Business and work Mindsets

What? Me? Procrastinate?

Oh boy, this explains so much about me and why I probably tend to procrastinate so much …

I’ve become better at noticing when I procrastinate and developing tactics to help me manage my procrastination habit better. Much of what I do tends to focus on a highly structured and granular productivity system, specifically my imperfect implementation of Getting Things Done.

GTD has become my lifeline to a much more productive workflow and I guard it from other people’s attempts to disrupt it fairly actively. As it is, I often find I need to somehow harmonise my GTD implementation with whatever my colleagues are using so it can become a little complex. That said, it remains the bedrock of how I (mostly) get stuff done.

I can’t say I have conquered procrastination but I think the trick is to reign it in so it is more manageable. I try be more patient with myself when I do drift off. There is no point being hard on yourself, it just reinforces the habit.

Anyway, where was I … ?

Image credit: ejaugsburg (via Pixabay)

Business and work Mindsets

Overcoming procrastination, when you get to it

Procrastination can be a productivity scourge. I’ve certainly had my share of it and I am probably doing it right now. I just watched a fun video suggesting how we can overcome procrastination and the surprise, for me at least, is that one solution is mindfulness meditation.

I wasn’t expecting that at all but it makes sense, in a way.

Image credit: Pixabay

Business and work Mindsets

Just start something

Just start something. How often do you not begin something or release something because you are waiting for perfection to materialise? I do that far too often and it is the reason why I have so many projects that barely had the time to sniff oxygen before I packed them away deep in my “I had a cool idea for something” drawer.

Seth Godin published a great post the other day about this sort of thing:

Waiting for the thing that cannot be improved (and cannot be criticized) keeps us from beginning.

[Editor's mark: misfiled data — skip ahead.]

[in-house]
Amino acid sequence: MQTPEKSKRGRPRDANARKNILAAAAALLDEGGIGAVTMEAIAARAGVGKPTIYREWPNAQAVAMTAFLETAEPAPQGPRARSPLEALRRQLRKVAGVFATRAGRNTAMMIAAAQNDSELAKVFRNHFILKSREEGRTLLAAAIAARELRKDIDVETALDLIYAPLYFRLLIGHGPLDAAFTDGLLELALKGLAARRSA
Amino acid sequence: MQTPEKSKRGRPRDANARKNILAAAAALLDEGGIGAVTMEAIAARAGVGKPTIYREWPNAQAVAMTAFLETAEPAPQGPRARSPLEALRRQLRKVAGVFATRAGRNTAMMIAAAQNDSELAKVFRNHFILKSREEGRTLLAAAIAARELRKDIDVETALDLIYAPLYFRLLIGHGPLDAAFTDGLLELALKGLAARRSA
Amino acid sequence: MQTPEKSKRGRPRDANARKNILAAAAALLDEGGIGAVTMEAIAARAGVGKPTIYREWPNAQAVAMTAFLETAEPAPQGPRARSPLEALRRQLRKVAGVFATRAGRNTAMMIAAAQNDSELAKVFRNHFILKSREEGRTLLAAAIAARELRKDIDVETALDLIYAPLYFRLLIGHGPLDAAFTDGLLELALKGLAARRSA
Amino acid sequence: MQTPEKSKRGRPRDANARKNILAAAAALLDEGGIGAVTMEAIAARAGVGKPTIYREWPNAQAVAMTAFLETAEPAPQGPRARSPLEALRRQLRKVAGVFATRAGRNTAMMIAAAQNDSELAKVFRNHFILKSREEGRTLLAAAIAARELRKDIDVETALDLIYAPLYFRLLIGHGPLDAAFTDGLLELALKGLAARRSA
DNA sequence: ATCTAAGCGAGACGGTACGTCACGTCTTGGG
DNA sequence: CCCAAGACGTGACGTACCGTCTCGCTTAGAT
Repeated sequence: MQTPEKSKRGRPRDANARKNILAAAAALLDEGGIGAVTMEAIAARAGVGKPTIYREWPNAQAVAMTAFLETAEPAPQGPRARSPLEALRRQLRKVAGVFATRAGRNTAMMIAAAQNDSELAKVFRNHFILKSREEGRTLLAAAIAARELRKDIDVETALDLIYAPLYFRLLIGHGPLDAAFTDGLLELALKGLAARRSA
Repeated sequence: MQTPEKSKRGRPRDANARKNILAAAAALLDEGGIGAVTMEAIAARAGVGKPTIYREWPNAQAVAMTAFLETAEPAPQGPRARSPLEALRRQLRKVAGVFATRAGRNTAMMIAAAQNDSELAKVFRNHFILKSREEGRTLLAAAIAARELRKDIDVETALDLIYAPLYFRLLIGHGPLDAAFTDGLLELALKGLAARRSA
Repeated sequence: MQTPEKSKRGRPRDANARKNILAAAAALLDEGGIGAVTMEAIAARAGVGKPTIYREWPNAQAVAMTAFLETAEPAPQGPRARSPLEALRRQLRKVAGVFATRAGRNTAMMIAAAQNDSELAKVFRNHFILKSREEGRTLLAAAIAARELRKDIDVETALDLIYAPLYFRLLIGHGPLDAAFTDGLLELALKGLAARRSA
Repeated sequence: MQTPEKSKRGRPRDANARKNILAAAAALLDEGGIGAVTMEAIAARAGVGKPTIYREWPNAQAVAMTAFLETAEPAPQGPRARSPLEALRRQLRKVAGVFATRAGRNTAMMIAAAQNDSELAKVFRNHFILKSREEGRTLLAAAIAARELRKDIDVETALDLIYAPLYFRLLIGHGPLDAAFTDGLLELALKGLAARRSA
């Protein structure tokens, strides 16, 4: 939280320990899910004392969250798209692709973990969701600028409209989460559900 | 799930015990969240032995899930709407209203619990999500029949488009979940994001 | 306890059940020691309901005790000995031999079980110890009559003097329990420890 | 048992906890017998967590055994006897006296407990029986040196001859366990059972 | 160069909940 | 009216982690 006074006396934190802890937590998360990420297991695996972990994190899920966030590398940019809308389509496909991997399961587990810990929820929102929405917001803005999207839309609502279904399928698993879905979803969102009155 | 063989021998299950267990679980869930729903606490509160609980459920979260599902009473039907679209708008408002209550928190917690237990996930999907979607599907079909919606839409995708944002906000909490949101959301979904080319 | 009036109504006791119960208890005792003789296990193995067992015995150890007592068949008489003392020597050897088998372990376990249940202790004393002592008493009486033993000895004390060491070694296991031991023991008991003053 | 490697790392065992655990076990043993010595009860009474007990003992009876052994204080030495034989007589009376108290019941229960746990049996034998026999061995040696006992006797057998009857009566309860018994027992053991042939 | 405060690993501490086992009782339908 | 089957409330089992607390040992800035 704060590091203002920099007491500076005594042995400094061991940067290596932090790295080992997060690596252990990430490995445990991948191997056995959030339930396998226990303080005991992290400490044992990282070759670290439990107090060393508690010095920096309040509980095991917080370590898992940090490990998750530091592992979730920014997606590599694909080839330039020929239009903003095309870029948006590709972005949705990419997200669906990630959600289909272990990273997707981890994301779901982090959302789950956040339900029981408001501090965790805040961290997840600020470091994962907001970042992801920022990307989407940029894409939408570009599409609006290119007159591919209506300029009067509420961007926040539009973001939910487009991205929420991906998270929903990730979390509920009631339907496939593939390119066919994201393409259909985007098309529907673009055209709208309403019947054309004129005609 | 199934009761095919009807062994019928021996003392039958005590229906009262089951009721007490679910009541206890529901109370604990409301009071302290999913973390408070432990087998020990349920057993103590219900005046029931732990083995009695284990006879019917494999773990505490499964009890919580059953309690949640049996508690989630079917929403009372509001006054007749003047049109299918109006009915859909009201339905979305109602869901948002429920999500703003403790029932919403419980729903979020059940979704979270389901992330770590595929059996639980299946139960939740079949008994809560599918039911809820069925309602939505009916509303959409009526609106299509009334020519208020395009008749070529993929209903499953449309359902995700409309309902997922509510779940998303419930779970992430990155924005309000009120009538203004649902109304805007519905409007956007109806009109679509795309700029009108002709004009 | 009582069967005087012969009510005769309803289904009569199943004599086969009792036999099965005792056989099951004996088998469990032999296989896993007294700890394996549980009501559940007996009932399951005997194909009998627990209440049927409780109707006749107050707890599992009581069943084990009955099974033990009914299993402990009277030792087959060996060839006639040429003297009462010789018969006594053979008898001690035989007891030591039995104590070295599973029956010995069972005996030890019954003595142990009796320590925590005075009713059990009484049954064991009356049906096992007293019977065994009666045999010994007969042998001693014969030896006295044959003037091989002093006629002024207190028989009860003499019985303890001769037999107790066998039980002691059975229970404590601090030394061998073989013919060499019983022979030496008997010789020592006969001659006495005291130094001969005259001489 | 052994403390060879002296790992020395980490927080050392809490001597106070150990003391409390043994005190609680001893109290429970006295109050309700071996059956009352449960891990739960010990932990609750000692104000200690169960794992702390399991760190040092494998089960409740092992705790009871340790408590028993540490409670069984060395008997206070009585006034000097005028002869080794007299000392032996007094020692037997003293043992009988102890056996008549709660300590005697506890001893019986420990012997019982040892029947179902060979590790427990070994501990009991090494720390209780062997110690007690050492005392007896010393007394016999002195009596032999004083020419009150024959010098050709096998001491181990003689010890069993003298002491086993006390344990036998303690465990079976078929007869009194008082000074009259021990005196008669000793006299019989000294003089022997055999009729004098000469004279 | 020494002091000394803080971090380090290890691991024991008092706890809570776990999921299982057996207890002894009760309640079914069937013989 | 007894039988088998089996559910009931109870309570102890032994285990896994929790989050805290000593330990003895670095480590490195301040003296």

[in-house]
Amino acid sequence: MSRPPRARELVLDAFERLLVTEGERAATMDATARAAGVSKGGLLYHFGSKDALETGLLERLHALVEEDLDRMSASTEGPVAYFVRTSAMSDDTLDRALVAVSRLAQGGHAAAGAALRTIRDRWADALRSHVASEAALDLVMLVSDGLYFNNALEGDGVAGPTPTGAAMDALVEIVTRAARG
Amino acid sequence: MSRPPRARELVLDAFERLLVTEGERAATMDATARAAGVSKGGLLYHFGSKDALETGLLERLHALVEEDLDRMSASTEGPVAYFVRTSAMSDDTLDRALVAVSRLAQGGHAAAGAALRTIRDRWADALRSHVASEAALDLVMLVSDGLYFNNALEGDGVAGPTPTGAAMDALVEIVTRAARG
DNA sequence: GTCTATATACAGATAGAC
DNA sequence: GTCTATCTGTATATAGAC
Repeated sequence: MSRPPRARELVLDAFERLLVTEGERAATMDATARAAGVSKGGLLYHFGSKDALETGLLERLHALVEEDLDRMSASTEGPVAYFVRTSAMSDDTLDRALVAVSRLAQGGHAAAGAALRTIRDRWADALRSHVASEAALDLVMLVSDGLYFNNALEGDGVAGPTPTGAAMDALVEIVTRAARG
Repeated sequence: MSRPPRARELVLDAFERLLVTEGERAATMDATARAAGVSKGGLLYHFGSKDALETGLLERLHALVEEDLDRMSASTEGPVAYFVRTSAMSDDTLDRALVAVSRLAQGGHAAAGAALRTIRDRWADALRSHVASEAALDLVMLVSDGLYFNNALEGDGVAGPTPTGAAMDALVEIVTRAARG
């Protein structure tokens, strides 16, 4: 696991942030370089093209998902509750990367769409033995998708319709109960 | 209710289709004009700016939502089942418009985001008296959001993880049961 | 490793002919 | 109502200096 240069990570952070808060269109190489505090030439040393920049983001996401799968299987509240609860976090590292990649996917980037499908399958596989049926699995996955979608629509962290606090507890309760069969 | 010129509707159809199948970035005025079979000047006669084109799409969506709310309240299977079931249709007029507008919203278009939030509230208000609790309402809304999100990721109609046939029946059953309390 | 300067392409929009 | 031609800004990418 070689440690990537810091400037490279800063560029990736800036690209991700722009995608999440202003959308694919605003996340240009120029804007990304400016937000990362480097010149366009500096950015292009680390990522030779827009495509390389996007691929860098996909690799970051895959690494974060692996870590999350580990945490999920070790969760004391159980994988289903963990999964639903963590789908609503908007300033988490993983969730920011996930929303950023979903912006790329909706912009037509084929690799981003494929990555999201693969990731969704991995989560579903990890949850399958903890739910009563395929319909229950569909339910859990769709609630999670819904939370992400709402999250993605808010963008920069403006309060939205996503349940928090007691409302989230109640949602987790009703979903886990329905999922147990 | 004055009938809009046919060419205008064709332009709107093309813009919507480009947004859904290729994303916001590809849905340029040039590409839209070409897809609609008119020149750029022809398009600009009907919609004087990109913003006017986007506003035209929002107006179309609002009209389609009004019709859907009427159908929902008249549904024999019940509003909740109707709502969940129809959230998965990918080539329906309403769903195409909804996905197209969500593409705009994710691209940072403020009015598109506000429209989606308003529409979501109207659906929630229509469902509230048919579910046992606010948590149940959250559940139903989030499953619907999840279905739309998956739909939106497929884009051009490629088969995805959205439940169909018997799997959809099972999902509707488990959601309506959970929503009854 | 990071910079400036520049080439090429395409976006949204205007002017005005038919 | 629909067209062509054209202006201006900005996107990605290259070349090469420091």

Merely begin.

Yesterday’s post titled “The slippery slope” touches on a similar theme although I don’t think I quite understand what he is saying (even though I have a feeling I agree with him):

Image credit: Pexels

Blogs and blogging Mindsets Writing

Blogging with less pressure

Gina Trapani published her rules for blogging in her post about “Short-form blogging” which reminded me about an anxiety I still seem to have about blogging: if I’m not going to write a really substantive post, I shouldn’t bother. One of her rules is this one:

If it’s a paragraph, it’s a post. Medium-sized content gets short shrift these days. Don’t go long. One or two paragraphs count. Then press publish.

I don’t know why I feel this need to write long posts that are researched, reasoned and detailed but that compulsion has probably ruined many post ideas through my associated procrastination. Perhaps if I just let go on that need to fill a page with my words, blogging would be more integral to my expressive life.

As for the rest of Trapani’s rules, well, I don’t agree with all of them. I have pages with static content and I have a number of plugins in my WordPress installations. I even keep an eye on traffic to my sites (it’s hardly worth mentioning but useful because it tells me what people find more interesting).

Anyway, this post is starting to run on a little so I’ll just end this one off here and save my other thoughts for another, shorter-form blog post.